The center of the universe is an acoustic anomaly; when one stands in the center of the circle and makes a noise, that noise is echoed back several times louder than it was made. Imagine dropping a small pin and expecting to hear a tiny “tink” as it hits the floor. Instead, the sound the pin makes is more like the loud crash of a gong.

While this in itself is amazing, the truly amazing thing is that no one standing outside of the circle can hear a thing. A foghorn could be going off in the center of the circle, and those on the outside wouldn’t hear it. Or rather, that’s how the legend goes.

In reality, your voice does become extremely distorted when heard from outside the circle. Supposedly, the parabolic reflectivity of the circular planter walls causes the distortion. Many people have spent a lot of time studying how this effect is made, but there has been no consensus on what causes it. Maybe it is the ghosts of a parallel dimension toying with us, or maybe it’s a simple vortex where cosmic energies collide. Whatever the causes of the distortions are, it is truly an amazing place.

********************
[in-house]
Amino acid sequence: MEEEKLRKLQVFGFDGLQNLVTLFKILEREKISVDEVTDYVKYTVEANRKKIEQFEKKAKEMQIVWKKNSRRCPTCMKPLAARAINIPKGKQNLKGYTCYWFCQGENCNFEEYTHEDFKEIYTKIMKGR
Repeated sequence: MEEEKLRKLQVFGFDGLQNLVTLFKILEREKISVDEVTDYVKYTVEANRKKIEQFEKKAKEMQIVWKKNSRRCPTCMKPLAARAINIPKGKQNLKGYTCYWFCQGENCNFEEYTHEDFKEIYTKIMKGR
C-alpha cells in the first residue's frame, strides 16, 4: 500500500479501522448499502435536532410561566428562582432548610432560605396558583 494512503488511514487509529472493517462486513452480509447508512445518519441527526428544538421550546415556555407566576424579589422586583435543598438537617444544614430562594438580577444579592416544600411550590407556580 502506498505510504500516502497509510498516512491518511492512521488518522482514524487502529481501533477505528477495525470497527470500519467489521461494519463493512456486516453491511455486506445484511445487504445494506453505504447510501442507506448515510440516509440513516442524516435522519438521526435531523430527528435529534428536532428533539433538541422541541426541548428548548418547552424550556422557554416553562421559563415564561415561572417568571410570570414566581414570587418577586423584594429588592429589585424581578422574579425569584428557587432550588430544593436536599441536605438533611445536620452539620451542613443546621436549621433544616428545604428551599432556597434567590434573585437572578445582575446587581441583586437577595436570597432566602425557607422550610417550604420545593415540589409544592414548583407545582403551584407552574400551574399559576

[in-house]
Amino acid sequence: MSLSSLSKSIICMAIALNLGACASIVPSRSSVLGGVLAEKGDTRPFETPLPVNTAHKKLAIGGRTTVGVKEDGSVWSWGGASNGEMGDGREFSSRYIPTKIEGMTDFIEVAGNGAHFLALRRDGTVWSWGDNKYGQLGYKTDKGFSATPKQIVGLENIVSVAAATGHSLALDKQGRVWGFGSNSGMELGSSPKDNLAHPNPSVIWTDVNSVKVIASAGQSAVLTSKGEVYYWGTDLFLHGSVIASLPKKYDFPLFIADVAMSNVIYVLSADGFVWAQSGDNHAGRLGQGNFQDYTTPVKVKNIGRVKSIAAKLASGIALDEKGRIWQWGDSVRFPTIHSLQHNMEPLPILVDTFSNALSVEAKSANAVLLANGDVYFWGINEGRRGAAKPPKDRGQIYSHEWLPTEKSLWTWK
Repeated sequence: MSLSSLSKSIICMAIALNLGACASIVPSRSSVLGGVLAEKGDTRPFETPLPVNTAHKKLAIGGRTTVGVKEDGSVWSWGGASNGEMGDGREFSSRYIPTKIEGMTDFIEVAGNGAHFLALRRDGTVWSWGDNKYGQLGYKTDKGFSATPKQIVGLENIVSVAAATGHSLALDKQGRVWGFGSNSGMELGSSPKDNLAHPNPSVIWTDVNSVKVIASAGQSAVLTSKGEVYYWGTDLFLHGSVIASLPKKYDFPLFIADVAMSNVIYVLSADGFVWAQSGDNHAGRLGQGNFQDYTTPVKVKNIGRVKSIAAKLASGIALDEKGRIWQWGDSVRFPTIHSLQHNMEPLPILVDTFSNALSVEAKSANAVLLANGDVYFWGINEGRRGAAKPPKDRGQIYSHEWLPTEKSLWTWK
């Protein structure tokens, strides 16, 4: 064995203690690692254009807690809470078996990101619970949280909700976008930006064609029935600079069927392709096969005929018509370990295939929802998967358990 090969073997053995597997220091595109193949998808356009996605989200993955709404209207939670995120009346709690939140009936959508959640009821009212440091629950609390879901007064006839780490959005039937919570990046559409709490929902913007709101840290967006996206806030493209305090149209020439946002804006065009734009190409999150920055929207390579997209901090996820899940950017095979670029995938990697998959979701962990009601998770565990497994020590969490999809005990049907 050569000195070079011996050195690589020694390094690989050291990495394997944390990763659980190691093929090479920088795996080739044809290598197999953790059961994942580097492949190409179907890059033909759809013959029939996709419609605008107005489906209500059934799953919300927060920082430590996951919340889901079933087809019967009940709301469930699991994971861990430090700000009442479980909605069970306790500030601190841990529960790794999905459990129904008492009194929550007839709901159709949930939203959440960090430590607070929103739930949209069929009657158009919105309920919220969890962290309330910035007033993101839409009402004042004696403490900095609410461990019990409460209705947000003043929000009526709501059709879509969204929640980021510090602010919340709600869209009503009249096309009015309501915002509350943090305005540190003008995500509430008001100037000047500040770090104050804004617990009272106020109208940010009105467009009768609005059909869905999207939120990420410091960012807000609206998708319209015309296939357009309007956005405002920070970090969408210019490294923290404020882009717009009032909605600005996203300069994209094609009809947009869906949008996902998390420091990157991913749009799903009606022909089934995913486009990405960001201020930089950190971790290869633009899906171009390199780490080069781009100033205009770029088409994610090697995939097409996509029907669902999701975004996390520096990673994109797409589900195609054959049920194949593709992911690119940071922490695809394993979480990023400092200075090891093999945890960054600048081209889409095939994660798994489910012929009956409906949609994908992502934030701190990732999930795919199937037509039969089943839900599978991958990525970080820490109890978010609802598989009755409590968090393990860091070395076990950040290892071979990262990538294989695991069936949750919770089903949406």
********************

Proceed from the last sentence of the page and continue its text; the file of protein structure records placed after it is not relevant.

Located in downtown Tulsa at the apex of a rebuilt span of the old Boston Street Bridge between 1st and Archer Street, the Center of the Universe is easy to find. A brick path leads to the pedestrian bridge that goes over the railroad tracks, accessible from the corner of W. Archer St. and N. Boston Ave. It is located directly northwest of the old Union Train Depot (now the Oklahoma Jazz Hall of Fame), and immediately south of the Williams Center Tower.

Downtown Tulsa Treasures: The Artificial Cloud is dwarfed by downtown Tulsa's tallest skyscraper, the BOK Tower. The Bank of Oklahoma Tower is a much smaller version of one of the twin towers of NYC's World Trade Center, and was actually designed by